Time-hop forward to May 29, 2017:  I’ve just installed bsdgames on my Fedora laptop and invited my middle son to have a sit-down and play Adventure with me.  I even hit Alt-F2 to drop down to a console for the full text adventure experience!  At first, he was a bit hesitant.  However, as time passed and as I showed him how to navigate within the game, I could see him slip into the world of the Colossal Cave and text adventures in general just as I did when I was his age!  We both would go on this “adventure” and discover new ways of surpassing obstacles or die trying (a lot)….all the while having a great time together.  After some time, he even took the laptop away from me to input commands and wouldn’t give it back!  There was no doubt about it.  He was hooked!

That night, I had him install bsdgames on his laptop with a temporary Fedora installation and I’ve also installed it on the Fedora desktop at home.  As of this morning when I spoke with him on the way to work, he told me that he couldn’t go to sleep thinking of how to get past some of the obstacles in Adventure and he’s already installed the Android port on his phone.  I told him that I’d see about finding some other text adventure games like the Zork series from Infocom and others from that venerable company.  Frotz is already installed on the laptop, so it’s time to find me some story files and test them out before we embark on our next (text) adventure!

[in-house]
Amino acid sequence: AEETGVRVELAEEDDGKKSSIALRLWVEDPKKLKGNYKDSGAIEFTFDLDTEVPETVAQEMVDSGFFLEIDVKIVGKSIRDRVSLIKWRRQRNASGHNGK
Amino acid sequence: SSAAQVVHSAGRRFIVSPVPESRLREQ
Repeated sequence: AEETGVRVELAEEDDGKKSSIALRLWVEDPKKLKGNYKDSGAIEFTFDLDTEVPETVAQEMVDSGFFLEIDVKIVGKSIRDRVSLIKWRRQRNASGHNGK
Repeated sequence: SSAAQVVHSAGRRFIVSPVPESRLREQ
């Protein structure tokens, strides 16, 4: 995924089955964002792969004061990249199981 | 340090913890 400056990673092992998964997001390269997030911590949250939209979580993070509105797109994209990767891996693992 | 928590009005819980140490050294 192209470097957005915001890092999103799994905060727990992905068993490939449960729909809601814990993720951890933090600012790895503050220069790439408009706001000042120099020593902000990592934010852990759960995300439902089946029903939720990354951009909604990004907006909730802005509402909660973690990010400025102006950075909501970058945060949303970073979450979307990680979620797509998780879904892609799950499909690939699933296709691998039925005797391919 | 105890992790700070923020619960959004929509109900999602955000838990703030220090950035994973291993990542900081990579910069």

Oh, and I finally killed the Wumpus! 😀

Of course it does!

April 14, 2017

So, Spring Break has been upon me in in recent days and I’ve been relaxing and doing the things I love.  One of those things was download the recently-released NetBSD 7.1 ISO and install it as a guest VM in VirtualBox.

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The NetBSD logo, used with permission according to their logo usage guidelines.

Now, I’ve had a good amount of experience using FreeBSD (I consider myself a novice, though) and I’ve already tinkered around with OpenBSD in a VM (also enjoyable to use), but I never found the time to actually give NetBSD a go.  I did try to install NetBSD many, many years ago on an old Macintosh (NetBSD is known to run on practically everything….of course), but that didn’t go as smoothly as I expected (though I may tackle this one again in the near future).  I did give it another try some months ago, but a lack of hard drive space and a lot of user error made the experience on my laptop none the better.  In retrospect, however, I suspect that it was more an issue of user error in both instances than anything else. 🙂

This time, though, I decided to install NetBSD 7.1 on a more worthy host system: the desktop PC I passed on to my kids (AMD Phenom II X4 965 Black Edition, 4 GB RAM, 1 TB hard drive, Fedora Linux 25 x86_64).  I downloaded the ISO from the NetBSD website, configured VirtualBox, and began the installation.

The installation itself is pretty straightforward.  It is a text-based menu installer, similar to something like Windows XP or even FreeBSD’s bsdinstall, and definitely easier to follow than OpenBSD’s installer (though that’s not too hard if you pay attention during the installation process).  After configuring my partitions (I just selected the defaults) and choosing what disk sets I wanted installed, I was off to the races.  After the installation was complete and I finished some post-installation configurations (root password, new user creation, etc.), I rebooted the VM and logged in.